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THE FEDERAL TARIFF To the Editor [Newspaper Article] — The Register — 11 March 1901
THE FEDERAL TARIFF. ?To the Editor. Sir— At his town hall meeting Mr. King ston made the statement that industries em ploying .14,000 'hands., representing 60,000 of our population, would be injuriously affe?t ed by. a .policy of free trade. 1 challenge him to name industries employing 500 han'ls which would-be so -affected, anil I will un dertake to show that for every 10 hands which' he may. show may lw thrown out of their occupation by such a. policy indepen dent of interstate competition I will nanio industries that the policy of fr&j trade will enable to employ 100 more than under a protective system. 1 am, Sir, &c, THOMAS H. WEBB, Fres. F.T. and L.A.
To the Editor. [Newspaper Article] — The Register — 11 March 1901
To the Editor. ;air— jlr. .Kingston seems to think the .working classes of England had glorious times after 200 years of protection. If so why the necessity for the Act of 1802 for the preservation of the health- and morals of apprentice^', and others 'employed in cot ton and. other, mills.'' The need for the Act wilLbe'seen by quoting from 'The His tory &f the Factories': — 'In stench, in heated rooms; amid the constant whirling of a thousand' wheels, little lingers and little feet were kept in ceaseless ' action, forced! into 'unnatural .activity by blows from heavy hands and feet of .the merciless overlooker, and the infliction of bodily pain by instruments invented by the sharpened ingenuity of insatiable selfishness. They were fed on the coarsest and cheapest food. They slept by turns and relays in filthy beds 'Which, were .never cool, for one set d children 'were sent to sleep in them as soon as the' others hlad gone off to their daily toil.' /What inspired Thomas Hood...
SIR LANGDON BONYTHON'S MEETINGS. [Newspaper Article] — The Register — 11 March 1901
SIR LANGDON BONYTHON'S MEETINGS.' By tie courtesy of Messrs. Playford, Bur juyne, Addieoa, and l?oyut»n, who held a meeting at the town hall. Port Adelaide, uu iSaturdav evening. Sir Lancdon Uonython addressed the electors as a can didate for tlie House of Representatives. There was a large attendance, presided over liy Councillor- Rutler. Sir longdon stated his. views. 'aa contained in 'Jris- published manifesto, and was well received. Arrange- . ments have been made for Sir l^ingdon lionython to address meetings at, amongst other places. Port . Augusta, Petersburg, Port Pine, Moonta, and Kadiua.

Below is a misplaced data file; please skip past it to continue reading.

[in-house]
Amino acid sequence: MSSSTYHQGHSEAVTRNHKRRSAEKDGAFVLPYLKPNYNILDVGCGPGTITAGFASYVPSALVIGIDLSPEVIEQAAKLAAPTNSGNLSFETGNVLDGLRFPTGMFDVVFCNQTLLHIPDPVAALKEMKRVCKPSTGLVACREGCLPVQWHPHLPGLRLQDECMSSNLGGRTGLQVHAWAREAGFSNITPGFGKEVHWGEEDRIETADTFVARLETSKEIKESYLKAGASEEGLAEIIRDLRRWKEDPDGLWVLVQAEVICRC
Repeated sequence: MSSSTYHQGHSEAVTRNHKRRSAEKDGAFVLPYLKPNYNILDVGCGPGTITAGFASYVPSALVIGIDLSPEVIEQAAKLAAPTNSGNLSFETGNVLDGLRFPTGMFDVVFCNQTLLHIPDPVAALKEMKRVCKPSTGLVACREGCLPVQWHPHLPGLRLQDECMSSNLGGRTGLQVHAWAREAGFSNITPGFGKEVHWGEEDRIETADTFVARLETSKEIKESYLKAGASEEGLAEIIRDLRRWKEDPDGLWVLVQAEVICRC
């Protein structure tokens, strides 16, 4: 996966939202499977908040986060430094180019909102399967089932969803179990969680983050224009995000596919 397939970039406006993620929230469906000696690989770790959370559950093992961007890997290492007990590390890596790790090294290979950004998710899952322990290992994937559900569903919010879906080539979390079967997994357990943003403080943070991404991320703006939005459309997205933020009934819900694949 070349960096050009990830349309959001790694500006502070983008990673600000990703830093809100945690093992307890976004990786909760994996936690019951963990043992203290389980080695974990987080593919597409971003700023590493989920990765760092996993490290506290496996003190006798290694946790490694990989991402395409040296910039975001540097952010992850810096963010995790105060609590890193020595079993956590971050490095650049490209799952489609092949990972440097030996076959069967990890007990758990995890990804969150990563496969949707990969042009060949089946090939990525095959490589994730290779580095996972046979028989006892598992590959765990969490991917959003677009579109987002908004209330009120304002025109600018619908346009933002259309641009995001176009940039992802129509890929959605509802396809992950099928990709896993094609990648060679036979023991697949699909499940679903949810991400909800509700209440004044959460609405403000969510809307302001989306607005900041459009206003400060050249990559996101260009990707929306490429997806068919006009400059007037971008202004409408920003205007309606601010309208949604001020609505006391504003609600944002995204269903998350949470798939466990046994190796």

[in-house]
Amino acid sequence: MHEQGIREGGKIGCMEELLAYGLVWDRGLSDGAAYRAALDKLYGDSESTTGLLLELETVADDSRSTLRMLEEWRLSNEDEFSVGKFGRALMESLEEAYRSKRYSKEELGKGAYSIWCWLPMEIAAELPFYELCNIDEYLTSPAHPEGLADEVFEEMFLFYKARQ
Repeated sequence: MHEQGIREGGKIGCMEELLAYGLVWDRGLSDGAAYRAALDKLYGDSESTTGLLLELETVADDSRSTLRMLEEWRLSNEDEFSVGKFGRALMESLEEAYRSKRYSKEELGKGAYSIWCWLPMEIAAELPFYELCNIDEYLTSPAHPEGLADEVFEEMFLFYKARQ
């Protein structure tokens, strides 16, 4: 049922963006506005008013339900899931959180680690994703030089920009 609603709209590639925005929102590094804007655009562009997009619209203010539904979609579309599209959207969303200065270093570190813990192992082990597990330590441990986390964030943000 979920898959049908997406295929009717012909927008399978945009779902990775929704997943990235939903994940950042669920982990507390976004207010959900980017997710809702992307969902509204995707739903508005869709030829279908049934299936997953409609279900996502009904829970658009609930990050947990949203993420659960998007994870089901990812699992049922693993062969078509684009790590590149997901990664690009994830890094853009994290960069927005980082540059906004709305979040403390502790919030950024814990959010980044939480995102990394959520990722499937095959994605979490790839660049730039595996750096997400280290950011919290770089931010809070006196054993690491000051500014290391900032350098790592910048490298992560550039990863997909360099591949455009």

TO-DAY'S DIARY. Monday, March 11. [Newspaper Article] — The Register — 11 March 1901
TO-DAYS DIAinr. Monday, March 11. Sun rises G.1J a.m.; sets u.40 p.m. . Moon rises !l.43 p.m.; nets 11.15 a.m !)-5.— Frcme road— Zoological Gardens. 2.30.— Brookman's Bids.— Mt. Raglan G.M. b-rn. Evening. — Hindmarsh Conp. Ch.— Social. 8.— North Adelaide— Mr. J. H. Cooke addrcssej electors. 8.— North Adelaide— Messrs. Playford, , Addison, Rurgcync, and Poynton address electors. 8.— Tivoli Theatre— Vaudeville entertainment. 8.— Theatre Royal— 'Maritana.'
GEN. FRENCH'S SWEEPING MOVEMENT. A BRILLIANT SUCCESS. London, March S. [Newspaper Article] — The Register — 11 March 1901
GEX. FRENCH'S SWEEPING' MOVEMENT. A BRILLIANT SUCCESS. London, March 8. _ Gen. J. D. P. French reports that his cavalry and mounted Infantry have been most successful in their opera tions against Louis Botha and other Boer generals iu the south-eastern Transvaal between Pretoria, and the Swaziland frontier. Since the end of January, when the column began the movement eastwards from the Pretoria and Johannesburg railway, -it has captured seven guns, the latest seizures consisting of a 14 pounder Creuzot and a Hotchkiss. It is known that no fewer thap 979 Boers Avere disabled, either by being killed^ severely wounded, or made prisoners, in the engagements which took place. During the past week Gen. French's force secured from the enemy at least i-,000 more cattle, 14,000 sheep, about a hundred wagons, and large quantities of forage and ammunition. London, March 10. General French's troops, who have undergone great hardships of late, as much on account of the heavy rains and scarcity o...
EARLY "REGISTER" PRESSES. [Newspaper Article] — The Register — 11 March 1901
?EARLY . 'REGISTER' TRESSES. The record of 'The Register' and its ullied journals, wouki form virtually7' a history of typographic printing 'in South Australia. In the old premises in Hiudloy-street, a little to tlis west of Morphett street, there were two pres ses — the larger one a 'Stauhbpei' so called after Earl Stanhope, its inven tor, who took an immense amouut of interest in improving the printing ma chinery of his day; and the other a smaller wooden press of much Jess p6wer. The Stanhope press-'i^Cvas mainly made of iroii, and bore a strong resemblance to a modern ordinary copying press,vwith the addition of a long bed upon which the 'forme' car rying the type might.be drawn out from beneath the flat impressing sur face. The faces of the type having been inked, a sheet of paper jyas plac ed on top, and the 'tVmpan,' composed of a sheet of parchment held in a frame, was closed down by:;, means of hinges. ? The whole was then run ' in between the jaAvs of the press, and the im...
DETAILS OF THE MACHINE [Newspaper Article] — The Register — 11 March 1901